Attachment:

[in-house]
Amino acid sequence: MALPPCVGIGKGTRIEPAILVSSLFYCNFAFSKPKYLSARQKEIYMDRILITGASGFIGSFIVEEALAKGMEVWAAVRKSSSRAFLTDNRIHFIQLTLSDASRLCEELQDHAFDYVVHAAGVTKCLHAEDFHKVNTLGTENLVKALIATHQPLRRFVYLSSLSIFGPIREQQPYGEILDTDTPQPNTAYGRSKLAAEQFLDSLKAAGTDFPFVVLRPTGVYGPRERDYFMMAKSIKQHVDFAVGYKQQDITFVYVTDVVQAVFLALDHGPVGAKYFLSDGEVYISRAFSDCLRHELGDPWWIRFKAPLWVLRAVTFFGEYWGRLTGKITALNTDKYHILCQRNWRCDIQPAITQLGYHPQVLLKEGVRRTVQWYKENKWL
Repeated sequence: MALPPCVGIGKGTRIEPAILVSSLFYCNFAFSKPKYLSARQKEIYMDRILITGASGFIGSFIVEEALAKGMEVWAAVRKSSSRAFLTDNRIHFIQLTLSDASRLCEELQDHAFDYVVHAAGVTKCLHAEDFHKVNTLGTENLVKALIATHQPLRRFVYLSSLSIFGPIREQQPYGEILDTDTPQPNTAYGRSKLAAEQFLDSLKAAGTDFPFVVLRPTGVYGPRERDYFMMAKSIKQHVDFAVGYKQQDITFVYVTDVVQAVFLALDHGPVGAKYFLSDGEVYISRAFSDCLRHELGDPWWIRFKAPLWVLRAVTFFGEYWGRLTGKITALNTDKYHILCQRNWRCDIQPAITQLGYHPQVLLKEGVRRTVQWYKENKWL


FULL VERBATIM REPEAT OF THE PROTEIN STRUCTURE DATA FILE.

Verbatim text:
[in-house]
Amino acid sequence: MALPPCVGIGKGTRIEPAILVSSLFYCNFAFSKPKYLSARQKEIYMDRILITGASGFIGSFIVEEALAKGMEVWAAVRKSSSRAFLTDNRIHFIQLTLSDASRLCEELQDHAFDYVVHAAGVTKCLHAEDFHKVNTLGTENLVKALIATHQPLRRFVYLSSLSIFGPIREQQPYGEILDTDTPQPNTAYGRSKLAAEQFLDSLKAAGTDFPFVVLRPTGVYGPRERDYFMMAKSIKQHVDFAVGYKQQDITFVYVTDVVQAVFLALDHGPVGAKYFLSDGEVYISRAFSDCLRHELGDPWWIRFKAPLWVLRAVTFFGEYWGRLTGKITALNTDKYHILCQRNWRCDIQPAITQLGYHPQVLLKEGVRRTVQWYKENKWL
Repeated sequence: MALPPCVGIGKGTRIEPAILVSSLFYCNFAFSKPKYLSARQKEIYMDRILITGASGFIGSFIVEEALAKGMEVWAAVRKSSSRAFLTDNRIHFIQLTLSDASRLCEELQDHAFDYVVHAAGVTKCLHAEDFHKVNTLGTENLVKALIATHQPLRRFVYLSSLSIFGPIREQQPYGEILDTDTPQPNTAYGRSKLAAEQFLDSLKAAGTDFPFVVLRPTGVYGPRERDYFMMAKSIKQHVDFAVGYKQQDITFVYVTDVVQAVFLALDHGPVGAKYFLSDGEVYISRAFSDCLRHELGDPWWIRFKAPLWVLRAVTFFGEYWGRLTGKITALNTDKYHILCQRNWRCDIQPAITQLGYHPQVLLKEGVRRTVQWYKENKWL